The survey also revealed that the creative community in Townsville is fragmented, feels at times isolated, does not network, and works independently largely as contractors and freelancers. Creatives in Townsville also suffer from a remoteness and perception from local businesses that for bigger jobs, Australia’s major metro centres such as Brisbane, Melbourne and Sydney, offer a wider selection of creative talent. We also found that Townsville lacked centralized, physical spaces (such as a warehouse district) where creative clustering can coalesce.

Another mitigating factor to developing a regional creative cluster is that there is also no concerted government support for setting up centres of designers as a resource for local businesses. This contrasts with the support for design precincts in major metropolitan areas which provide a much greater opportunity to collaborate on larger scale projects.

Higher education, particularly in the design discipline, is becoming increasingly important to bridging this gap between creative talent and Townsville’s business community. Design students can play a key role in participating in the growth of the creative community by showcasing innovative ways of approaching business problems …

Our research, published in the Australasian Journal of Regional Studies, showed that Townsville can build a more vibrant culture of collaboration by strategically supporting its creative industries. The city’s creative industries growth could initially come from facilitating idea sharing and fostering networking because creative industries tend to support a culture of interdisciplinary working already.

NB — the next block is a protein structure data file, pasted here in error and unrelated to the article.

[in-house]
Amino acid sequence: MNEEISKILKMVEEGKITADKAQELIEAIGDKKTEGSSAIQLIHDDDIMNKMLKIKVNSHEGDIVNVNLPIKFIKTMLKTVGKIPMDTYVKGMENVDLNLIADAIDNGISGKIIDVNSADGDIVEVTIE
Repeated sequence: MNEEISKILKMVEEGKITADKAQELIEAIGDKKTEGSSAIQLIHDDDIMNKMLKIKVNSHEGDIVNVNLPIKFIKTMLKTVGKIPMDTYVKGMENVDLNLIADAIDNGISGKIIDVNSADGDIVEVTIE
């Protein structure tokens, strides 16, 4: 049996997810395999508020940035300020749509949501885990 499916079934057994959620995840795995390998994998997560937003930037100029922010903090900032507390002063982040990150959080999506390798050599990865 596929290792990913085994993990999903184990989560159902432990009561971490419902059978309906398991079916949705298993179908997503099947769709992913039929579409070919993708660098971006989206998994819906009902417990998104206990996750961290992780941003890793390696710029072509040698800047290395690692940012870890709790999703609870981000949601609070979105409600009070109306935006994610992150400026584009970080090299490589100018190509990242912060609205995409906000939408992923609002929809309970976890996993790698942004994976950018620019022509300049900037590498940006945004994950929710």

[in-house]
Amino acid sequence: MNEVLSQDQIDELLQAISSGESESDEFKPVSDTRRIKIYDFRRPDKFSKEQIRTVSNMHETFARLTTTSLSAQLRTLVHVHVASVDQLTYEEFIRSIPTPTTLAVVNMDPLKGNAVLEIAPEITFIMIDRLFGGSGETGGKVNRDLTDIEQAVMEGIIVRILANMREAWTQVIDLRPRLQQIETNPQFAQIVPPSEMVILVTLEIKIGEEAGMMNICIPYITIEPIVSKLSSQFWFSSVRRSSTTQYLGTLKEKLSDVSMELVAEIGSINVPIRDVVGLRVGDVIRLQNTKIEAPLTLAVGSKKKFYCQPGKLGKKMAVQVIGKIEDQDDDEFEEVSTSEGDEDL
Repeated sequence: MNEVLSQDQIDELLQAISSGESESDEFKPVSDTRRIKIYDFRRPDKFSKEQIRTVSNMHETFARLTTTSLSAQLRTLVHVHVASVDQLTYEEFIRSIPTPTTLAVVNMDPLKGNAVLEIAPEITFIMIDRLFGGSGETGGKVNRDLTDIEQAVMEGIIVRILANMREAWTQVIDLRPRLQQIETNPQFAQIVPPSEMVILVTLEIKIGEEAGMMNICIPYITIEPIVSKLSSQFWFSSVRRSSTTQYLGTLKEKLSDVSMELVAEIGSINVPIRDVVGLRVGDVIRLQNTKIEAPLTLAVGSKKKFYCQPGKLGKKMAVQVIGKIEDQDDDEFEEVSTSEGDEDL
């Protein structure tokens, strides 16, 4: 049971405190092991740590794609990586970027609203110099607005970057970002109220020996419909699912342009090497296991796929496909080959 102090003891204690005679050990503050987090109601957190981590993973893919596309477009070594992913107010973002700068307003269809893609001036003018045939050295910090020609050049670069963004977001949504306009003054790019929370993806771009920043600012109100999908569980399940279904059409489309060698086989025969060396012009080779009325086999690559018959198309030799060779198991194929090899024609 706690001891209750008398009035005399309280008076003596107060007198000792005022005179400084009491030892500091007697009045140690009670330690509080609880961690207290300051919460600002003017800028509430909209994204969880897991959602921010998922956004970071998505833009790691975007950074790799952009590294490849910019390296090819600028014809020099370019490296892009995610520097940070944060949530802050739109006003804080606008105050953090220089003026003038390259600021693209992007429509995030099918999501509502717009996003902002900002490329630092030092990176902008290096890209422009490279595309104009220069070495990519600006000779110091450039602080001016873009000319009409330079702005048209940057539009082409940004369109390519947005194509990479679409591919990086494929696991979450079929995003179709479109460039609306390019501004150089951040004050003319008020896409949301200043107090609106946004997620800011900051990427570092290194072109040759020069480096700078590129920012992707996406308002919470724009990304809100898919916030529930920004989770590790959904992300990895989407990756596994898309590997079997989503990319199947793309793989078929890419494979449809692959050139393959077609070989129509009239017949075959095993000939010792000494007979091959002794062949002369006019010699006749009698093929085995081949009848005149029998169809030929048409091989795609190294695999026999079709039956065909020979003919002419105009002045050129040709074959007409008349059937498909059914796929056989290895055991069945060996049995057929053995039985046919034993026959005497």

It is clear from our research that more networking events between the creative community in Townsville and businesses could create new synergies that would help both in growing Townsville’s economy and regional influence.

In a recent report, Growing Creative Industries in Townsville, funded by the Townsville City Council we recommended:

  • The formation of a creative industries advocacy group to promote creative industries;
  • The pursuit of strategic partnerships among creative industries; and
  • The development of a centralised e-hub or physical site that brands and promotes specialist creative services.

This report resulted in the creation of the Creative Industries Cluster group and the spinoff, DesignNQ, an idea-swapping social networking group that encourages participation from professional and student designers.